Priming the mind
What do elephants and humans have in common? Both can be conditioned to behave in certain ways
I had a fascinating experience on my last trip to Thailand. As part of the package we had an outing to ride on an elephant. When we arrived, I was totally surprised to see this powerful elephant tied to a small stump with a thin, dangly piece of rope. I approached the guide and asked if the elephant had ever wandered off. Surely that piece of rope won’t stop him from running away?
The guide assured me that the elephant wouldn’t even consider leaving. Now I was curious and enquired why that was so. His response was very revealing.
What they do is tie the elephant to the stump from a very young age. The young calf will try to break free, but will be unable to do so. Eventually, it stops trying, because it no longer believes it can break free. As the elephant grows bigger, it has the strength to easily break free, but it doesn’t try to do so, because it has been conditioned to believe that it is impossible.
I wonder how many people have similar beliefs when it comes to safety? How many of our teams really believe that “zero” is possible? If they don’t, how is that impacting their daily behaviour?
One of the biggest challenges leaders face is not to get employees to work in a safe manner, but to have them believe that they can do so, and that it is worthwhile. It is this change of belief and attitude that will renew people’s commitment to safety and drive a new set of behaviours.
Targeting unhelpful behaviour is a futile exercise if people don’t believe change is possible. The demand on leaders is to learn the skill of influencing people’s thinking and beliefs towards safety. Changes here will manifest in behaviour changes.
Numerous scientific experiments have been conducted to prove this. One that stands out was facilitated by three Yale University professors. They studied the impact of “priming” on participants using key words.
One sample was primed for rudeness. The participants were given a set of words that they needed to unscramble. Each of the words was associated to some form of being abrupt, or impatient. Another group did exactly the same exercise, but their words reinforced the notion of being polite and respectful.
After they completed the assignment, participants were asked to hand the results to another professor. When they arrived, that person was engaged in a conversation that forced the participants to wait.
Consistently, the participants who were primed with words relating to rudeness became annoyed far more quickly than those who were primed for patience. They interrupted the discussion significantly faster than the other group. In fact, consistently the “patient” group waited respectfully for up to ten minutes for the conversation to conclude. This is a startling finding.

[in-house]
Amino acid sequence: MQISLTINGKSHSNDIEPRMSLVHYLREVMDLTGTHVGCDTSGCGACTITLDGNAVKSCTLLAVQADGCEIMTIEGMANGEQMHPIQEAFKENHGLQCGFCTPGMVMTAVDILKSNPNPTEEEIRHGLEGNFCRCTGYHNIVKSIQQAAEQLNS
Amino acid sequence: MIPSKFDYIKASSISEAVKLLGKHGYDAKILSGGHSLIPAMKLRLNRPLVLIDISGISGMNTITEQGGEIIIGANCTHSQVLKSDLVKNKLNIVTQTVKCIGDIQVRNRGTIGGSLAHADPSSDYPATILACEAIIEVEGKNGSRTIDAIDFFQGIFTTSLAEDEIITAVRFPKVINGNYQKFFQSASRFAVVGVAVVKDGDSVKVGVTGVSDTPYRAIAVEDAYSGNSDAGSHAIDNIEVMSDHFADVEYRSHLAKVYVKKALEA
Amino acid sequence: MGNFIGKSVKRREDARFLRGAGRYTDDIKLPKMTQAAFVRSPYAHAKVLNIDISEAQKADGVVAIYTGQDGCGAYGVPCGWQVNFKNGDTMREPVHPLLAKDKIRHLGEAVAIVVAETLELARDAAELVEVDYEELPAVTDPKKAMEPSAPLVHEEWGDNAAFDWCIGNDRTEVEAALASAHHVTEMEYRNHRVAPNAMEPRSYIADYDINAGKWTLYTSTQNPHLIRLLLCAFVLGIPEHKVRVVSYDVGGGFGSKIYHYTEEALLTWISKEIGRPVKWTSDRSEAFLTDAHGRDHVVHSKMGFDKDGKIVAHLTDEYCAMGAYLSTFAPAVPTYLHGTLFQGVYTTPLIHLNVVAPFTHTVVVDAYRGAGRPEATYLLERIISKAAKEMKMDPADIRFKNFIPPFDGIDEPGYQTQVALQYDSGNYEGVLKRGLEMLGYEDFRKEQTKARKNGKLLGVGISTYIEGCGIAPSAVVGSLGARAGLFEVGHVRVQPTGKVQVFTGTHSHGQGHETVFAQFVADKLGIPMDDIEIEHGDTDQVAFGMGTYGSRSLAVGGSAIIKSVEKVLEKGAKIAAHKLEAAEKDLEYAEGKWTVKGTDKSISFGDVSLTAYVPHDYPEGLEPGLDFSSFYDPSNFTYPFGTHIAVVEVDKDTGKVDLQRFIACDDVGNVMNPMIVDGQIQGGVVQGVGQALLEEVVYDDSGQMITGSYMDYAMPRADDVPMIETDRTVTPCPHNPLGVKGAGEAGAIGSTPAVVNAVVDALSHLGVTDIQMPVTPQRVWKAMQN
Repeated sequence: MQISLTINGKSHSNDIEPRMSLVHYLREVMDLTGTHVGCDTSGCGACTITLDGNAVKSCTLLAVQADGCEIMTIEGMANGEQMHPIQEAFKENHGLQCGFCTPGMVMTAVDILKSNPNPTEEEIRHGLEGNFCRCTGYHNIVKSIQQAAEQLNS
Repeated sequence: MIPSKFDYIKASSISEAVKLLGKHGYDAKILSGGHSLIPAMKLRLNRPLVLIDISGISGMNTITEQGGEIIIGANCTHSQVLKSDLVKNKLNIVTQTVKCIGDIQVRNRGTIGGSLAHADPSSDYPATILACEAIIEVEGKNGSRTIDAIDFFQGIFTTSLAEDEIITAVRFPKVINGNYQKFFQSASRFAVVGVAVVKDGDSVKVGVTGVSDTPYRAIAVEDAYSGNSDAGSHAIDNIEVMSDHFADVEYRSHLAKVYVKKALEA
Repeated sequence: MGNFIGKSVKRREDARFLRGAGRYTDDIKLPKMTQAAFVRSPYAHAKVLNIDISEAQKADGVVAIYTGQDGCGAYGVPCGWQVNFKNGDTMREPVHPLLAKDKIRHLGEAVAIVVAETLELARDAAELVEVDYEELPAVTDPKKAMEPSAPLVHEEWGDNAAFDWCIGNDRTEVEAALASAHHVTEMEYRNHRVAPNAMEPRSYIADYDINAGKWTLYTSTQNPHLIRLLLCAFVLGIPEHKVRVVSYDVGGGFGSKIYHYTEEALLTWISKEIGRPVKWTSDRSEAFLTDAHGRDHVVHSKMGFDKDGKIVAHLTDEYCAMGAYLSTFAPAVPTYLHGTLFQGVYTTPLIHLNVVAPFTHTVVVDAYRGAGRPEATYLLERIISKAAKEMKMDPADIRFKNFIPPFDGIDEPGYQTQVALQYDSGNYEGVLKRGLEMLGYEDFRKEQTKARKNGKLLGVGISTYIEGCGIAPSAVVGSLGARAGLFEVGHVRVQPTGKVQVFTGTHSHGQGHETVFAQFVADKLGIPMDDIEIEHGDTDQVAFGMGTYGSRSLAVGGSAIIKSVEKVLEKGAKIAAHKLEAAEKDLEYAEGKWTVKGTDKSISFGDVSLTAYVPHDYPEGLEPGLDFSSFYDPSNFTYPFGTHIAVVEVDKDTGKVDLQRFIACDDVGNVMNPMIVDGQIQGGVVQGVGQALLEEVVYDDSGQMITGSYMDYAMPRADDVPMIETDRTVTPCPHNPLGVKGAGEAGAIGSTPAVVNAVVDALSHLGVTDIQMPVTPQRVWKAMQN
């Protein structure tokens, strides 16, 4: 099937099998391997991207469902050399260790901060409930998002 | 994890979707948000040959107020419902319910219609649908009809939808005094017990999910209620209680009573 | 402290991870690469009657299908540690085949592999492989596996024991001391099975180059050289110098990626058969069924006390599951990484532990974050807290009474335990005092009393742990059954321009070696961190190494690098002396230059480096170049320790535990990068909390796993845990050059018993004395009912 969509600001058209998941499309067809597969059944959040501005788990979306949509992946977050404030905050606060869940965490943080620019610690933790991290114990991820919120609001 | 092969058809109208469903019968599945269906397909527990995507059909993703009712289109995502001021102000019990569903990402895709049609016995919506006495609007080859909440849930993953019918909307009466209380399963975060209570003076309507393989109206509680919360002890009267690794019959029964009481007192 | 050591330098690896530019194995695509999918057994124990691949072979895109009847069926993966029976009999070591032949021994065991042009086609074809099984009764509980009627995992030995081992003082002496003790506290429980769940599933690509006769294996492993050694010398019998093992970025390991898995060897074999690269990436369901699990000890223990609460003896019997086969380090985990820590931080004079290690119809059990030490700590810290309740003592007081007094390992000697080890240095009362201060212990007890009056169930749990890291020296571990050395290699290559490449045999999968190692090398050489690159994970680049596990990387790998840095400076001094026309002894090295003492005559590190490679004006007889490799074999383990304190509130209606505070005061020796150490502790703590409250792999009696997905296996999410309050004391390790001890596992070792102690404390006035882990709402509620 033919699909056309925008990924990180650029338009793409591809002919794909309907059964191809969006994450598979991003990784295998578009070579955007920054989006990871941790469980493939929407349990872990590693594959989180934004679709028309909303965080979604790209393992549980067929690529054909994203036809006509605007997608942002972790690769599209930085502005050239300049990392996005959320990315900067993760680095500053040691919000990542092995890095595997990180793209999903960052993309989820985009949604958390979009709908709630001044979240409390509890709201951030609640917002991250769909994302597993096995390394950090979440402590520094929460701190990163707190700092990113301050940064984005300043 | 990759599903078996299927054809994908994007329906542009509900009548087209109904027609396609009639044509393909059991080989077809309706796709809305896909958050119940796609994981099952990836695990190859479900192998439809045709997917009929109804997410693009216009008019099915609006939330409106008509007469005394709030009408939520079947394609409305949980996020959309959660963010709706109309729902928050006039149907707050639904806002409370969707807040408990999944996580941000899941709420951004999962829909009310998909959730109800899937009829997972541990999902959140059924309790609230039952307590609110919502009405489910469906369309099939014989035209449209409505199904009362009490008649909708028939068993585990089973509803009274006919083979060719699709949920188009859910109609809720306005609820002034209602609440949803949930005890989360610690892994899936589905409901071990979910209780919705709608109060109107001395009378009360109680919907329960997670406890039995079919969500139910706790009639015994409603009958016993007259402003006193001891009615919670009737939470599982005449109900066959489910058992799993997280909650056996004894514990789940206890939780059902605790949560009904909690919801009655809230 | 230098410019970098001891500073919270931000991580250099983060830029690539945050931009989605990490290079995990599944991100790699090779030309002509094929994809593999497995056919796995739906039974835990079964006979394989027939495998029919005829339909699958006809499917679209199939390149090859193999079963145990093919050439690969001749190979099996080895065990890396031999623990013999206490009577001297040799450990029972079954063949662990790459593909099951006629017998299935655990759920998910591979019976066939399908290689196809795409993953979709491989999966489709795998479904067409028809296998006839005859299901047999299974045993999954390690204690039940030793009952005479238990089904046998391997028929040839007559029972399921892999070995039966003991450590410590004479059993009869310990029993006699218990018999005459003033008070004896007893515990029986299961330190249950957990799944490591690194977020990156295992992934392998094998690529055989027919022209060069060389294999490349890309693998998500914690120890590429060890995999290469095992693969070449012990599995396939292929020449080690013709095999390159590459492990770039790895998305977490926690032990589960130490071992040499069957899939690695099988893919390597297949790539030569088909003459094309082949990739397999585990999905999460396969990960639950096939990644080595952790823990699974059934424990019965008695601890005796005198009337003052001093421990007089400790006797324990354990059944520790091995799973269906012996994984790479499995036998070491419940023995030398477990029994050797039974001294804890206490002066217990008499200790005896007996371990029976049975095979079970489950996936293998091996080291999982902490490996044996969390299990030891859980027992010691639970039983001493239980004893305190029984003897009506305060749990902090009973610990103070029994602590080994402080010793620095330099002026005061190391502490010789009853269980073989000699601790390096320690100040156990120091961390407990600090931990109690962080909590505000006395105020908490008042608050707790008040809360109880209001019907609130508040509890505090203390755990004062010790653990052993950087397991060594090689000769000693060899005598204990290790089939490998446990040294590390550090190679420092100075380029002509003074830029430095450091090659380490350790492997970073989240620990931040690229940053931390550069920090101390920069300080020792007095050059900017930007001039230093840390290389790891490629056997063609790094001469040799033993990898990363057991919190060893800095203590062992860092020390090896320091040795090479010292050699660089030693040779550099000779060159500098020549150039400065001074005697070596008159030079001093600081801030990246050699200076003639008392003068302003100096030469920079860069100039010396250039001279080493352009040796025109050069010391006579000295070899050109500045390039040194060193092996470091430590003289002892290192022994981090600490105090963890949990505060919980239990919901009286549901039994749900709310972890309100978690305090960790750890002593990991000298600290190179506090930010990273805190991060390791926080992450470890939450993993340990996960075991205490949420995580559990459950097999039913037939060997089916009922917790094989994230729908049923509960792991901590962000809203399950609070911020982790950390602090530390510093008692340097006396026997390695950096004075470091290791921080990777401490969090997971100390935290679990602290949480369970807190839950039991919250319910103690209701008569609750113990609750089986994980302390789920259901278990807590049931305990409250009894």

Priming is simply influencing someone towards a desired outcome. It isn’t brainwashing, as you cannot give someone a range of words concerning robbing a bank and expect them to go and do it. However, it does trigger the unconscious to think, feel and behave in a particular way. It creates structures of thinking.
In the experiment there was a definite change of behaviour when exposed to key words. The professors made the participant’s subconscious obsessed with a state of being. What are you making your the subconscious of your employees obsessed about? Are you priming them for safety?
Furthermore, if I tell you to think of a red balloon, there is a high probably that an image of a red balloon will pop into your mind. You simply can’t help it. Now, if I tell you to not think of a red balloon, you will most probably still think of the balloon. Likewise, it is essential that leaders talk about what they want, instead of what they don’t want.
It is about communicating in a way that people cannot help but think of what you have just talked about. It catches their attention and they make it their focus. This is even more important when we understand that the conscious mind can only focus on seven units of information at one time.
This does not mean seven things – it means seven units. A stimulating conversation, or driving a car attentively, will use all of your seven units of focus. The conscious mind has a very limited processing capacity.
We have the ability to influence the things on which our employees concentrate. What is the image you want your employees to see? What attitudes do you want them to embody? Are you communicating in a way that stimulates those thoughts … or just the opposite? Are we getting employees to focus and concentrate on how to do the task safely, or are we distracting their seven units?
These tools are easy to use, allowing leaders to consistently communicate the importance and value of safety. In what ways are you intentionally priming your team to work safely each day? What is the focus and quality of your pre-shift meetings? Remember, a leader’s attitude has an infectious influence on his or her teams.
Dr Brett Solomon is a principal consultant at Sentis, and has been involved in numerous safety culture change initiatives with progressive thinking organisations such as Anglo American, Glencore Alloys, PPC and Aveng Moolmans. Currently he is working closely with BHP in South Africa and Impala Platinum.